It was supposed to boost biodiversity -- instead, a council decision not to cut grass has sown only consternation among citizens.
The worthy attempt to increase the range of life forms in our public spaces involved a local authority letting the grass grow... and grow.
The theory is that such a strategy facilitates more animal, plant and other life forms, thereby increasing biodiversity.
But it's one particular life form that has sparked a frenzy of anxiety among residents -- rats.
They fear the vermin are breeding in tall grass in their parks.
One resident told the Herald that she saw a group of rats scurrying around a Fingal coastal area where grass hasn't been cut in months.
"While walking between Malahide and Portmarnock, myself and my friend noticed large rats on the beach close to the path. Fingal never cut the grass here all summer and it is now an obvious breeding ground for vermin," she claimed.
"It is very worrying as lots of families frequent this area and Weil's disease can easily be picked up."
Local representatives agree the long grass a "most controversial issue" which has prompted a barrage of complaints from residents.
Cllr Peter Coyle (Lab) said: "I never had so many complaints against anything as I've had with the long grass in the 16 years that I've been in the council. It's one of the most controversial issues that I've had to deal with."
Cllr Alan Farrell (FG) stressed that there may be a need for the council to use some form of vermin control in the long grass.
And the councillor also pointed out that the long grass is encouraging for a vicious type of mosquito which is already prevalent in areas like Malahide.
"There's also a certain strain of mosquito which was brought here on foreign trees and it has a particularly virulent bite. There have been suggestions that the grass is a fairly good ground for them to congregate."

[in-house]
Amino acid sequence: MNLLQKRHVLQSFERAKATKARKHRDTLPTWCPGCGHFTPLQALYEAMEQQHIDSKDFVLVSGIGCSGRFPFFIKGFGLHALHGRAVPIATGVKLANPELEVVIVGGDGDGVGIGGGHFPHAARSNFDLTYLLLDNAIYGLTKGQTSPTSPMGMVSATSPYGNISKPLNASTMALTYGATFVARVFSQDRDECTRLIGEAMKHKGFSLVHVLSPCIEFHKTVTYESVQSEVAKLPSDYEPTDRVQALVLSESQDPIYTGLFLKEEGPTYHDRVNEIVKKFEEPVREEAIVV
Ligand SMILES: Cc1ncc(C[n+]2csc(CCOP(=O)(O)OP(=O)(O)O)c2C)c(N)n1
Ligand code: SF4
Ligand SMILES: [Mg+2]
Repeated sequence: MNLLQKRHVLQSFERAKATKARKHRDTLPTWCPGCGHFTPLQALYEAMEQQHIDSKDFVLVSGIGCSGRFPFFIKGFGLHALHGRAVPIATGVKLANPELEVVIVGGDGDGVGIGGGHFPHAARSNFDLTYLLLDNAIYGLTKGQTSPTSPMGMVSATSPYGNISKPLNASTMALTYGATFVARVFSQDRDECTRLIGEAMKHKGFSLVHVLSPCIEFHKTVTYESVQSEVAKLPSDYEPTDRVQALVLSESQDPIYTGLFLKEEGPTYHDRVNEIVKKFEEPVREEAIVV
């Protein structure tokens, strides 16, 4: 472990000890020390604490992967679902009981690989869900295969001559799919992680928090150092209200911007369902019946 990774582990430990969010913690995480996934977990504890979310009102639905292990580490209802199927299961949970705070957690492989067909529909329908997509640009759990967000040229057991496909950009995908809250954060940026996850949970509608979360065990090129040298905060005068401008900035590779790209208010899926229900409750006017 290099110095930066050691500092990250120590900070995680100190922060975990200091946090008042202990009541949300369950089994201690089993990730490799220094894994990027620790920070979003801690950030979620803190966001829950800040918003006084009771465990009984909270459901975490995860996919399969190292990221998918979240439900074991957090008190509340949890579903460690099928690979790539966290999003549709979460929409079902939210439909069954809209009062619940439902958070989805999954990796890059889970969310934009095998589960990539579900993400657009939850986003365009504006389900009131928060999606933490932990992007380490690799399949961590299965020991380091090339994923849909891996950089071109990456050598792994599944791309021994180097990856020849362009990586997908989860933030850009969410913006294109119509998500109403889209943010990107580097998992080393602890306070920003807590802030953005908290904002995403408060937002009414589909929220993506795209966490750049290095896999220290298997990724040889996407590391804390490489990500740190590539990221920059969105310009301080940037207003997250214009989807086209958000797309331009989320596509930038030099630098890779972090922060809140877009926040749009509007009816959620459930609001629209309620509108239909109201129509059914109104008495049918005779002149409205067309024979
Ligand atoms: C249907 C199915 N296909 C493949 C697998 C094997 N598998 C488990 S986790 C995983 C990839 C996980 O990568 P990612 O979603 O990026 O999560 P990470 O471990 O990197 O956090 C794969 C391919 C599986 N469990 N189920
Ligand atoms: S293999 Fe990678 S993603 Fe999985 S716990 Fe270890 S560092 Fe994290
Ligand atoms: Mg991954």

Mr Farrell says he is "keeping an eye on" Seabury, the largest housing estate in Malahide, in particular since it has a high volume of people close to the long grass.
A complaint was made to Cllr Kieran Dennison (FG) by a Residents' Association which said that one resident had a cat which brought her baby rats, having found a nest in the long grass.
He added: "If there's dumping in the long grass it could certainly attract vermin, especially if there is food in the long grass."
Meanwhile, a spokesperson for Fingal County Council said the Growing Places project will not provide additional breeding habitats for rats.
"It would be highly unlikely that rodents would nest in open ground, even if it is sheltered with long grass, as regular disturbances from people, dogs, etc would not feel safe for the animal to nest in."
She added: "It is important that people, particularly children, using public open spaces such as beaches, parks, meadows, etc, dispose of their litter properly, as dropped litter or food may encourage vermin."
Fingal County Council will "comprehensively review" the implementation of the Growing Places scheme this autumn, following the completion of the first cycle of maintenance.